RICHMOND, Va. — Owners of brands geared toward children of all ages are battling to keep notable names like Thin Mint, Tootsie Roll and Cinnamon Toast Crunch off the flavored nicotine used in electronic cigarettes, making sure their brands aren't being used to sell an addictive drug or make it appealing to children.
General Mills, the Girl Scouts of the USA and Tootsie Roll Industries are among several companies that have sent cease-and-desist letters to makers of the liquid nicotine demanding they stop using the brands and may take further legal action if necessary.
The actions highlight the debate about the array of flavors available for the battery-powered devices that heat a liquid nicotine solution, creating vapor that users inhale. The Food and Drug Administration last month proposed regulating electronic cigarettes but didn't immediately ban fruit or candy flavors, which are barred for use in regular cigarettes because of the worry that the flavors are used to appeal to children.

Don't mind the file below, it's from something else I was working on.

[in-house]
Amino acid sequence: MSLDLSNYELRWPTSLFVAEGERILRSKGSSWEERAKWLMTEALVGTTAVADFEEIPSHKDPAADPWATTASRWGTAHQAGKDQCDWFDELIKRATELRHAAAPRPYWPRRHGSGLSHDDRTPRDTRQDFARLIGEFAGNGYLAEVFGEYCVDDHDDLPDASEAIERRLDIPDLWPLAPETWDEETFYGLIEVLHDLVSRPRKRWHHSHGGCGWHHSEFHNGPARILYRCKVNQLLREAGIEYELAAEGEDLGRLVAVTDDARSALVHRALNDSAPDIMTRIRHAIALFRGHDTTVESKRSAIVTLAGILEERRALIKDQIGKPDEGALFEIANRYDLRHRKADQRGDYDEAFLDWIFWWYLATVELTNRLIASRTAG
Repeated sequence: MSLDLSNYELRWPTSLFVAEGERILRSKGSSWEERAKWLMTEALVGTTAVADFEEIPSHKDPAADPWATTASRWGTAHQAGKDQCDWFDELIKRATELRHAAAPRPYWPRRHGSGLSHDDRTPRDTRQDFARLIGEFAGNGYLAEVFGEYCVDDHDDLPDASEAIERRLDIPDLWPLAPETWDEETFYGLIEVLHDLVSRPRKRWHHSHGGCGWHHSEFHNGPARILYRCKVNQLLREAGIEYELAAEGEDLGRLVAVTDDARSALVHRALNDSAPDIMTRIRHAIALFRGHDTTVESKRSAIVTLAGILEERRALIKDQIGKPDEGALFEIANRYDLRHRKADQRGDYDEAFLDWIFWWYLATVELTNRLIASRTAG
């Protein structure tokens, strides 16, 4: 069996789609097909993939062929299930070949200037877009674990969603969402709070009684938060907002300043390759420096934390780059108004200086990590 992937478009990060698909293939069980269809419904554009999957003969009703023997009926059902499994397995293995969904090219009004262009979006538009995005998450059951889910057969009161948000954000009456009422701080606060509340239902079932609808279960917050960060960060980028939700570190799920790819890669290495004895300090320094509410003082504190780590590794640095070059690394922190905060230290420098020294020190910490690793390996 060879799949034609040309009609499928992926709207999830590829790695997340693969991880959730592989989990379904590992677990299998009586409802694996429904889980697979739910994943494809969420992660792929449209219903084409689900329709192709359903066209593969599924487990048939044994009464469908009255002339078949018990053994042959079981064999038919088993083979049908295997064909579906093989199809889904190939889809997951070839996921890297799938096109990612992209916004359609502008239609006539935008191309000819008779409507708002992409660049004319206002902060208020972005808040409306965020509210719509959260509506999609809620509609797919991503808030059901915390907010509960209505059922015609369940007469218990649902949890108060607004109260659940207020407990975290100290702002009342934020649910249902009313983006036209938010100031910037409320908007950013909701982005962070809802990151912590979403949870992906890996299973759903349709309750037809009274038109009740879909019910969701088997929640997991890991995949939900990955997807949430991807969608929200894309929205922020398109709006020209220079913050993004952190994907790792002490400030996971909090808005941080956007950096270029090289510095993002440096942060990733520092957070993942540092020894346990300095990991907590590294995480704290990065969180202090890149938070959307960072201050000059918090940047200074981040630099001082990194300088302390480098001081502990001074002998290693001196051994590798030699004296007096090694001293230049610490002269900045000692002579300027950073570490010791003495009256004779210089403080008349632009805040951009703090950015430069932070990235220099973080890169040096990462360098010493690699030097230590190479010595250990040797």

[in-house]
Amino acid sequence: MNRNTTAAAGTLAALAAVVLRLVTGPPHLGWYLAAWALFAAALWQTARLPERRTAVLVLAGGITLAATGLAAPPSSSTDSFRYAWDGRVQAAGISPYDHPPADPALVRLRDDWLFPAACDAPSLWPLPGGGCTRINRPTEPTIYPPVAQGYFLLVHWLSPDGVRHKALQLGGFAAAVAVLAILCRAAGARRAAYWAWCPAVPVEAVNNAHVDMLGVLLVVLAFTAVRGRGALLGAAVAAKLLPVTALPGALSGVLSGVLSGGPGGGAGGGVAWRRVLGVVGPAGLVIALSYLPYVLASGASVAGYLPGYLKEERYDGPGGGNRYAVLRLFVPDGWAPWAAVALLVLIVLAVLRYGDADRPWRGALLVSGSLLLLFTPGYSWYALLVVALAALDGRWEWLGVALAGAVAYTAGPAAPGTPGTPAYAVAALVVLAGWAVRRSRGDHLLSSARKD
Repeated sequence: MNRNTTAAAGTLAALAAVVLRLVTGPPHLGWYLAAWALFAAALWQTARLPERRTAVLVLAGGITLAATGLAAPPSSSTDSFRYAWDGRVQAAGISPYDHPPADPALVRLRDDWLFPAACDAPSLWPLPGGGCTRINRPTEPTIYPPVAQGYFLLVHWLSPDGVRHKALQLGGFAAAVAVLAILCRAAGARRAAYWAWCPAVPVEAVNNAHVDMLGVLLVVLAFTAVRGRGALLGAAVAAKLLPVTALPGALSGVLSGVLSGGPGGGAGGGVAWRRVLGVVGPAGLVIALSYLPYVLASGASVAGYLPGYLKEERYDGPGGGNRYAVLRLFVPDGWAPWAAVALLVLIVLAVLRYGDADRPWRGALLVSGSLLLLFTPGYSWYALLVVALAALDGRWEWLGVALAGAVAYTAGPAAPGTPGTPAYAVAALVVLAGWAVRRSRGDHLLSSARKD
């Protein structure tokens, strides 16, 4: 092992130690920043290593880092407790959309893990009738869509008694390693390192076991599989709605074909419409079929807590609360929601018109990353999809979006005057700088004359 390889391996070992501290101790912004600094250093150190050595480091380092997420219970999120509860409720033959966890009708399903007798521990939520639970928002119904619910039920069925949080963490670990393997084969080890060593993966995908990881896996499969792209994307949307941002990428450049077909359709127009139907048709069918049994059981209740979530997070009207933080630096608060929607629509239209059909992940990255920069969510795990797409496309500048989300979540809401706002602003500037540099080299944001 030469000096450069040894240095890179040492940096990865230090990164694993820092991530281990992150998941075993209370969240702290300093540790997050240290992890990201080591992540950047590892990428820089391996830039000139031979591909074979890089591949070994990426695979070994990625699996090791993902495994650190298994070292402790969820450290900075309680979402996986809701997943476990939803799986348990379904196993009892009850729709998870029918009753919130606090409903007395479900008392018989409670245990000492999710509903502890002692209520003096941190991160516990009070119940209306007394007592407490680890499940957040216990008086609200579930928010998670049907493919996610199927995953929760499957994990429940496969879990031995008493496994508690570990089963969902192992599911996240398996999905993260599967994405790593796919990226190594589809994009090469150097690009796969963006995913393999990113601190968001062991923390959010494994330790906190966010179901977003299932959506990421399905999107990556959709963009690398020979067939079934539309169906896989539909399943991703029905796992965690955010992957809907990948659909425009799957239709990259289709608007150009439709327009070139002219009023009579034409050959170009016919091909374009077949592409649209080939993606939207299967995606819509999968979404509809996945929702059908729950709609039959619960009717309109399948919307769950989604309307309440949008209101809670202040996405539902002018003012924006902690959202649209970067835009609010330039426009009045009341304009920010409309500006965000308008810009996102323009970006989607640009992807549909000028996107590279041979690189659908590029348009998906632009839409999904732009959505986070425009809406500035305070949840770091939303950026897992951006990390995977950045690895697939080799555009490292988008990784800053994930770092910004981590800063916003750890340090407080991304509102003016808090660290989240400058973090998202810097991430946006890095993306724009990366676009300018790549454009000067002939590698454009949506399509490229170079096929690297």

There are about 1,500 e-liquid makers in the U.S. and countless others abroad selling vials of nicotine from traditional tobacco to cherry cola on the Internet and in retail stores, often featuring photos of the popular treats.
"Using the Thin Mint name — which is synonymous with Girl Scouts and everything we do to enrich the lives of girls — to market e-cigarettes to youth is deceitful and shameless," Girl Scouts spokeswoman Kelly Parisi said in a statement.